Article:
Making in situ whole-cell patch-clamp recordings from Xenopus laevis tadpole neurons
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Xenopus laevis tadpoles have been an excellent, simple vertebrate model for studying the basic organization and physiology of the spinal cord and motor centers in the brainstem. In the past, intracellular recordings from the spinal and brainstem neurons were primarily made using sharp electrodes, although whole-cell patch-clamp technology has been around since the early 1980s. In this protocol, I describe the dissections and procedures needed for in situ whole-cell patch-clamp recording, which has become routine in tadpole neurophysiology since the early 2000s. The critical step in the dissections is to delicately remove some ependymal cells lining the tadpole neurocoele in order to expose clean neuronal somata without severing axon tracts. Whole-cell recordings can then be made from the somata in either current- or voltage-clamp mode.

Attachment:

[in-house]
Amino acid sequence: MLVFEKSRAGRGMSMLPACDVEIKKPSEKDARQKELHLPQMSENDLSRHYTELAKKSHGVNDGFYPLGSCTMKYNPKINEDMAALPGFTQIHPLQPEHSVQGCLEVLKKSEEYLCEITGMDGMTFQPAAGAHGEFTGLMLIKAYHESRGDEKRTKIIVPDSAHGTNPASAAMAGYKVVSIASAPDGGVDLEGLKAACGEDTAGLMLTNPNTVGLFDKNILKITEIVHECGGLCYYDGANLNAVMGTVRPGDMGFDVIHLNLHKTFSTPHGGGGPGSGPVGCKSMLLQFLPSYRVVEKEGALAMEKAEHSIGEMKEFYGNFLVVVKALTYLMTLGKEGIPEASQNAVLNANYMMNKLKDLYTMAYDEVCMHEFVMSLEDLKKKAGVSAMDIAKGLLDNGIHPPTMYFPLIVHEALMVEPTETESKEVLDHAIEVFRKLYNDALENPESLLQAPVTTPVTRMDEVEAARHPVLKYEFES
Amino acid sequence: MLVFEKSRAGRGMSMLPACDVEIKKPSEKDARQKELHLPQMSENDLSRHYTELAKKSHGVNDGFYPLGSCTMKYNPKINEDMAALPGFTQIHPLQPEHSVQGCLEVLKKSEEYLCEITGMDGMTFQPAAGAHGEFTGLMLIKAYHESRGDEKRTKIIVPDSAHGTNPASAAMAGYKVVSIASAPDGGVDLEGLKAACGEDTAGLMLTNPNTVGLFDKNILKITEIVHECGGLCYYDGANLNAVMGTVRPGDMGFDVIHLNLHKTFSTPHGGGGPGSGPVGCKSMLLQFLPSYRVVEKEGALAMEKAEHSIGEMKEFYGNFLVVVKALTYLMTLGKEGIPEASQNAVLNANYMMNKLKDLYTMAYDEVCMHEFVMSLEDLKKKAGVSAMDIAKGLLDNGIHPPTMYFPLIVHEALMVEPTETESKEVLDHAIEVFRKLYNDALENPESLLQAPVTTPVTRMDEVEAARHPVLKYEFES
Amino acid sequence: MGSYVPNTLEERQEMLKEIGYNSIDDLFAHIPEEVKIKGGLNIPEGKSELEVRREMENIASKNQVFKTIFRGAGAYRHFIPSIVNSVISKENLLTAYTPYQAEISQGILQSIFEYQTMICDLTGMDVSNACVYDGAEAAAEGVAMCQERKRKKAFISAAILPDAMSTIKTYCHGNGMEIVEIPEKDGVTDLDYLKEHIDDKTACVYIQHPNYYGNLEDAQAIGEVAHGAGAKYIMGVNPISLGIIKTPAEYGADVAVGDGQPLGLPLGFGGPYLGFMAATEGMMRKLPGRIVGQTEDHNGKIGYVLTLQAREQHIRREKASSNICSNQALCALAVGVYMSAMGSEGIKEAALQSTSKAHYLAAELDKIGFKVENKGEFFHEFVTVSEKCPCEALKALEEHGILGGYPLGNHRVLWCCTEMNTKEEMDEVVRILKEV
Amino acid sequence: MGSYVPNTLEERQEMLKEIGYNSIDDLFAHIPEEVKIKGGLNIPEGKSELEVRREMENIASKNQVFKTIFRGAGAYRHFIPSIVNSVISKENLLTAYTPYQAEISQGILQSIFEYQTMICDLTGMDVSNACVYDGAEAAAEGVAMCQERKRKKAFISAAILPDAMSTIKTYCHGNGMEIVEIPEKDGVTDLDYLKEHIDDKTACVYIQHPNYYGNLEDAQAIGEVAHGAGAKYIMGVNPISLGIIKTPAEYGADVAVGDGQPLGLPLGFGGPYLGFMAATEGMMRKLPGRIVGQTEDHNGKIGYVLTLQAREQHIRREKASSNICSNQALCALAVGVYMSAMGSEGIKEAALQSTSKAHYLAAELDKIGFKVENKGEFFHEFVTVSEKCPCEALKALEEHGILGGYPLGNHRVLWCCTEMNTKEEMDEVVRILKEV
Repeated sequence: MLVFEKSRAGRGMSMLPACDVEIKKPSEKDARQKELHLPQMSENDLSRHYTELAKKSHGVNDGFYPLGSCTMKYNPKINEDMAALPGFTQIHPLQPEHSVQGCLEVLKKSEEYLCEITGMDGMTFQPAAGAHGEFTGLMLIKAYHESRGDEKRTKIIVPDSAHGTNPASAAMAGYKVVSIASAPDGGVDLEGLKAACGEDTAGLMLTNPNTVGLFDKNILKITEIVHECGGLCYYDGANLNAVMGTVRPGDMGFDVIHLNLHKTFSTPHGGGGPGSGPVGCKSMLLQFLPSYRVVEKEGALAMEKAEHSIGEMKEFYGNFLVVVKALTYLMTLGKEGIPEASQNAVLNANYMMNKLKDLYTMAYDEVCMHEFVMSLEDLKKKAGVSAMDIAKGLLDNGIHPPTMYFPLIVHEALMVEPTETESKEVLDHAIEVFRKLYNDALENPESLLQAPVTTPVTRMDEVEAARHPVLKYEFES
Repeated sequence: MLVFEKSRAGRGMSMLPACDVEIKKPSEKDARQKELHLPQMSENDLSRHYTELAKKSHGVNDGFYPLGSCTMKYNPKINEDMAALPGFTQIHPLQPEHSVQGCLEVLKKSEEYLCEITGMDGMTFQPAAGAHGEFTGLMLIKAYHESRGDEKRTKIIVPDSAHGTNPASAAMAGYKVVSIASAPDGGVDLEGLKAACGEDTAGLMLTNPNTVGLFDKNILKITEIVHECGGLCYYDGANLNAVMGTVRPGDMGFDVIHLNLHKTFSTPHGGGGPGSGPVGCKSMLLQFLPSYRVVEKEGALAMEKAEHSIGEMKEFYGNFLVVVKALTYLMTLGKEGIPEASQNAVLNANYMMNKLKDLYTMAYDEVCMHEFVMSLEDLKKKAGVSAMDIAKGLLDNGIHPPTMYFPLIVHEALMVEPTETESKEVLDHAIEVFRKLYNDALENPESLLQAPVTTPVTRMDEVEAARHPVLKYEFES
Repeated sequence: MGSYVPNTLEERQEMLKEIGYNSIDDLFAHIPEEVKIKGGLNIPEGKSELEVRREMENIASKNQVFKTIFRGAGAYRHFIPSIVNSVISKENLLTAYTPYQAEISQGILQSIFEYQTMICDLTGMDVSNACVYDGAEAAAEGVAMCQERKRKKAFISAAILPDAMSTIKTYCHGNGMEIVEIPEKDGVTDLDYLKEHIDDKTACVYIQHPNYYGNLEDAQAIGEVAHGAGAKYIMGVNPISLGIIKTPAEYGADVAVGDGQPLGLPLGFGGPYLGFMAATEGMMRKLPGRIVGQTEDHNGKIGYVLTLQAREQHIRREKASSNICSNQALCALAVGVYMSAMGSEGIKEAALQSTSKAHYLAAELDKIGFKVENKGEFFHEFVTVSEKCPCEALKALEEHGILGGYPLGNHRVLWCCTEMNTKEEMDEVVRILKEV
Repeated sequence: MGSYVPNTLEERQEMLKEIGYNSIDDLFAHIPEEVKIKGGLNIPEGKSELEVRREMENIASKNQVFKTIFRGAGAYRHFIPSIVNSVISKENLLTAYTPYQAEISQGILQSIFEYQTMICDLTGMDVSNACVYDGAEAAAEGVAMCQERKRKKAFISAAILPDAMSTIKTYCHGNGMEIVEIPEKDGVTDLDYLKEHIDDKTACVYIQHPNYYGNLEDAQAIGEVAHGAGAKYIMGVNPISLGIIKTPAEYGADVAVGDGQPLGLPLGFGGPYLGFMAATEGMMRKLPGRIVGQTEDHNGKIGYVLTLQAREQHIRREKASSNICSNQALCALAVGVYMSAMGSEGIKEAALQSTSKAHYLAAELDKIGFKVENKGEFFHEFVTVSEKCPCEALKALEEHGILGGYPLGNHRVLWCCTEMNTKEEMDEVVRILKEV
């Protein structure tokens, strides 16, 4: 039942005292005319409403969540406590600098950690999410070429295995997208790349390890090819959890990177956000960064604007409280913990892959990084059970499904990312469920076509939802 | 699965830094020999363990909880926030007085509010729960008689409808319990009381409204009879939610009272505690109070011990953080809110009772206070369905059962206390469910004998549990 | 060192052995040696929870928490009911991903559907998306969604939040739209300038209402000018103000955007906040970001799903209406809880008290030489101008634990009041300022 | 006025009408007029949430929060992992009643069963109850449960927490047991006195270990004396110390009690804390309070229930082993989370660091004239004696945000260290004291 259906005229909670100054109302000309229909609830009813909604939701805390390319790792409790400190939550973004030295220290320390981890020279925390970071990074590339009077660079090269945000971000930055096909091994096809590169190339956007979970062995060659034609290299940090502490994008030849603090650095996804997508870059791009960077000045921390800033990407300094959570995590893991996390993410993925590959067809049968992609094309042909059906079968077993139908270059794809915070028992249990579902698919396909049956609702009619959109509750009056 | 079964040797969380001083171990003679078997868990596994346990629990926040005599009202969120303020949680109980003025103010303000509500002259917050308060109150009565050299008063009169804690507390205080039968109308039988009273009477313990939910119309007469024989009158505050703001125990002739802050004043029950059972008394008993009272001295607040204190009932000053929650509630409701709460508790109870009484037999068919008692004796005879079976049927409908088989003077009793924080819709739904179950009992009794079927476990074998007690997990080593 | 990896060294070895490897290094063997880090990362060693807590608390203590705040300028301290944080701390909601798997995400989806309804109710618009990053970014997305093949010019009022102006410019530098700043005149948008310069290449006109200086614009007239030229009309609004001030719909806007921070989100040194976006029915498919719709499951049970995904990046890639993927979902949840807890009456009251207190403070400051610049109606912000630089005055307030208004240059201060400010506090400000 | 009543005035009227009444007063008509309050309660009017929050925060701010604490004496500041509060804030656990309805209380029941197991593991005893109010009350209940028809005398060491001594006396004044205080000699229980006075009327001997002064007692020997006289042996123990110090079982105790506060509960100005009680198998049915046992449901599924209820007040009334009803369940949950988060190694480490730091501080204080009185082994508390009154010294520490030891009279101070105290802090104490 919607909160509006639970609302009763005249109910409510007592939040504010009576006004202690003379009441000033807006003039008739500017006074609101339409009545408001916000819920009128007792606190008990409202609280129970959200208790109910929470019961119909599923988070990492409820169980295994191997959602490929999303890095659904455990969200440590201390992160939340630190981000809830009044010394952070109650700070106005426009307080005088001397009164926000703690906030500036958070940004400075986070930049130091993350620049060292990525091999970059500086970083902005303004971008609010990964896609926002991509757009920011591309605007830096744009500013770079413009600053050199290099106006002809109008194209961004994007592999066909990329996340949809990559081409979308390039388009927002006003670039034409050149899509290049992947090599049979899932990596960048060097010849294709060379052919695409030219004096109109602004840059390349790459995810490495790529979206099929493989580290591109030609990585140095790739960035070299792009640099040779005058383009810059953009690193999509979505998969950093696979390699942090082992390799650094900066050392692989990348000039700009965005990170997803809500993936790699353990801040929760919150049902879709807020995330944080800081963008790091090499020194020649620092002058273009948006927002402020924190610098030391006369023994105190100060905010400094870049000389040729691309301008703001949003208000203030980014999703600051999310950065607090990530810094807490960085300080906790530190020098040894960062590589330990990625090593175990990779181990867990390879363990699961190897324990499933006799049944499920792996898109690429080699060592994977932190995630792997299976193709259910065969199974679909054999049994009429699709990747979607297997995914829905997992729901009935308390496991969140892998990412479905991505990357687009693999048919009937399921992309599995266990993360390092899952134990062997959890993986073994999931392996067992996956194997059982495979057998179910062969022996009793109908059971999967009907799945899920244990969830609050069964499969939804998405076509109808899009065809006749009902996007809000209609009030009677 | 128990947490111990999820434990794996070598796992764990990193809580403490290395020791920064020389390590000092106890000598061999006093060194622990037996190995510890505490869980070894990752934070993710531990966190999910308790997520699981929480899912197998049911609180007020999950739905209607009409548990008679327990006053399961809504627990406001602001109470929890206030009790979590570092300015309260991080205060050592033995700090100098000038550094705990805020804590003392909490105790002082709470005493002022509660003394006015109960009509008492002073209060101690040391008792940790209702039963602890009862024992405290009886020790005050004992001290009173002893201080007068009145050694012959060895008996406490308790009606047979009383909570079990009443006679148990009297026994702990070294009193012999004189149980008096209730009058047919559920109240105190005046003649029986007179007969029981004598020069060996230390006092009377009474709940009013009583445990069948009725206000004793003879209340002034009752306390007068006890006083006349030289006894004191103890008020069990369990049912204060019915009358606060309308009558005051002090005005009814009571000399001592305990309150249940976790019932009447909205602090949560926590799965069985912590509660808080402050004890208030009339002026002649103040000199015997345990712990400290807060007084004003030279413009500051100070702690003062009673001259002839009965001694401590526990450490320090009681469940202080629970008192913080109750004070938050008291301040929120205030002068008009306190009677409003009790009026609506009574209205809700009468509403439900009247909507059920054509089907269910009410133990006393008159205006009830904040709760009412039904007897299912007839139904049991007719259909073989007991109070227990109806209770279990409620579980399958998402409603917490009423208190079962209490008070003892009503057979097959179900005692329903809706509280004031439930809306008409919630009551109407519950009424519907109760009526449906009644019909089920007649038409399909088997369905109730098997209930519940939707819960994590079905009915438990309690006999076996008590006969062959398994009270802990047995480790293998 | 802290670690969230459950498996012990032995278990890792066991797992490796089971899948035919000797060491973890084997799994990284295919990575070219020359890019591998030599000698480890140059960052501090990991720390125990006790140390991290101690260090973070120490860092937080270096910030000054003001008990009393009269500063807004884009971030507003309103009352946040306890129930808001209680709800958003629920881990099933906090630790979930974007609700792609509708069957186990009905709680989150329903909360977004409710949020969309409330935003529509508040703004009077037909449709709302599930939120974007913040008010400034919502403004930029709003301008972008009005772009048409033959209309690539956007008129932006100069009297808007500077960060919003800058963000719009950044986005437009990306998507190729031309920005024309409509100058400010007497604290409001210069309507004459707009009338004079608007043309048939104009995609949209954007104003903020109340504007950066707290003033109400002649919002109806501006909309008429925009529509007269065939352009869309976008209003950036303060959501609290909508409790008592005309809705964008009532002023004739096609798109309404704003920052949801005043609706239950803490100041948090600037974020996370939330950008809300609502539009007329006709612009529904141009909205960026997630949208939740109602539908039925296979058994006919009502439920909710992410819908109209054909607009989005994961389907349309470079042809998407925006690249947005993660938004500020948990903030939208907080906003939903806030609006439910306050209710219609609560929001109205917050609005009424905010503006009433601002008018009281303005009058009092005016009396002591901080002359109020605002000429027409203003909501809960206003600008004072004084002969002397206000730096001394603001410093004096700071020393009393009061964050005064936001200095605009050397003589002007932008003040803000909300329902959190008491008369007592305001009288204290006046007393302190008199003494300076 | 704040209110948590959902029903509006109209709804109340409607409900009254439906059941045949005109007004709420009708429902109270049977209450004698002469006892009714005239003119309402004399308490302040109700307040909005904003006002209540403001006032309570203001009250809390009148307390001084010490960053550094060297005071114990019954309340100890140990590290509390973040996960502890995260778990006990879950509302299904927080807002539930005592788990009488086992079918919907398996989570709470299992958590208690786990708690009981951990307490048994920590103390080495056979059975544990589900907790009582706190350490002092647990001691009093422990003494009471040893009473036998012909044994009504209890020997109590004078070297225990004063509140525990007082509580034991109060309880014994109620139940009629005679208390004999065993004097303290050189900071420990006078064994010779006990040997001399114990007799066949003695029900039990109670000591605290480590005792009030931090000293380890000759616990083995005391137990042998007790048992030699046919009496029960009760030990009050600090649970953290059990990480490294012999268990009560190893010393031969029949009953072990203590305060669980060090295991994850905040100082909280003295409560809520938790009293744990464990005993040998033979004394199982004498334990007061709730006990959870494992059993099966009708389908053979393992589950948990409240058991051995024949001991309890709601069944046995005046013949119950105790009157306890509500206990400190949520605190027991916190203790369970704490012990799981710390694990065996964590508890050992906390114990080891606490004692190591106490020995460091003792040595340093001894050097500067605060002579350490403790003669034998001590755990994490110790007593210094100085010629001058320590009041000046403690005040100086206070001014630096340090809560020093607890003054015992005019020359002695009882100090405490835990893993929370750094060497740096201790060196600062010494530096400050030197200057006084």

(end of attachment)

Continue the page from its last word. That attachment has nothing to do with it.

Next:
Li , W-C 2021 , ' Making in situ whole-cell patch-clamp recordings from Xenopus laevis tadpole neurons ' , Cold Spring Harbor Protocols . https://doi.org/10.1101/pdb.prot106856
Cold Spring Harbor Protocols
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